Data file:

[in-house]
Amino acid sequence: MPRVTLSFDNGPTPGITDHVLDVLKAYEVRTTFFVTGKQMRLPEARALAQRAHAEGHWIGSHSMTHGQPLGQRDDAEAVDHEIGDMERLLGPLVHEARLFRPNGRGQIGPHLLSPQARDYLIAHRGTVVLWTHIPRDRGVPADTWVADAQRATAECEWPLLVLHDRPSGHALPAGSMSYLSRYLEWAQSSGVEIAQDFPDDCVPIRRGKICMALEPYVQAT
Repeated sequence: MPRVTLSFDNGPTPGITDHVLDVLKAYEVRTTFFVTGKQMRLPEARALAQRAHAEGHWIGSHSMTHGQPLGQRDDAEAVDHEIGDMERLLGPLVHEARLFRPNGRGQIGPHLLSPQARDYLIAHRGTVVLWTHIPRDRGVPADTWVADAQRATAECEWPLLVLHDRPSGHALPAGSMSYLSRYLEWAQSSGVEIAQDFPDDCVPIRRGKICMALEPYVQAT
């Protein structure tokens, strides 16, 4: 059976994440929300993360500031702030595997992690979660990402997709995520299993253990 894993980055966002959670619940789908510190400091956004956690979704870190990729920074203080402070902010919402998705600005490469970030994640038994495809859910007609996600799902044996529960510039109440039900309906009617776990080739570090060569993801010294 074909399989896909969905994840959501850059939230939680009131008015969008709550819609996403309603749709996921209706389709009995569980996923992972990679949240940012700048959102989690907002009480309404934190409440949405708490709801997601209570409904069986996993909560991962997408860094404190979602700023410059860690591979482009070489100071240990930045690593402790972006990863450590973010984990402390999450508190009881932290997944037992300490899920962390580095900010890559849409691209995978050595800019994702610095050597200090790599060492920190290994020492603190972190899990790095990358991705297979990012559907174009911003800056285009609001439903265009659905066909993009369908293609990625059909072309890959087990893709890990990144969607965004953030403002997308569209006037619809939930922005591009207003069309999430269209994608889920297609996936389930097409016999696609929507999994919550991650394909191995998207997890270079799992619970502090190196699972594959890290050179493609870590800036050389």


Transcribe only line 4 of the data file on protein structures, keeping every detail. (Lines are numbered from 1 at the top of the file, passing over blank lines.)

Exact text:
């Protein structure tokens, strides 16, 4: 059976994440929300993360500031702030595997992690979660990402997709995520299993253990 894993980055966002959670619940789908510190400091956004956690979704870190990729920074203080402070902010919402998705600005490469970030994640038994495809859910007609996600799902044996529960510039109440039900309906009617776990080739570090060569993801010294 074909399989896909969905994840959501850059939230939680009131008015969008709550819609996403309603749709996921209706389709009995569980996923992972990679949240940012700048959102989690907002009480309404934190409440949405708490709801997601209570409904069986996993909560991962997408860094404190979602700023410059860690591979482009070489100071240990930045690593402790972006990863450590973010984990402390999450508190009881932290997944037992300490899920962390580095900010890559849409691209995978050595800019994702610095050597200090790599060492920190290994020492603190972190899990790095990358991705297979990012559907174009911003800056285009609001439903265009659905066909993009369908293609990625059909072309890959087990893709890990990144969607965004953030403002997308569209006037619809939930922005591009207003069309999430269209994608889920297609996936389930097409016999696609929507999994919550991650394909191995998207997890270079799992619970502090190196699972594959890290050179493609870590800036050389």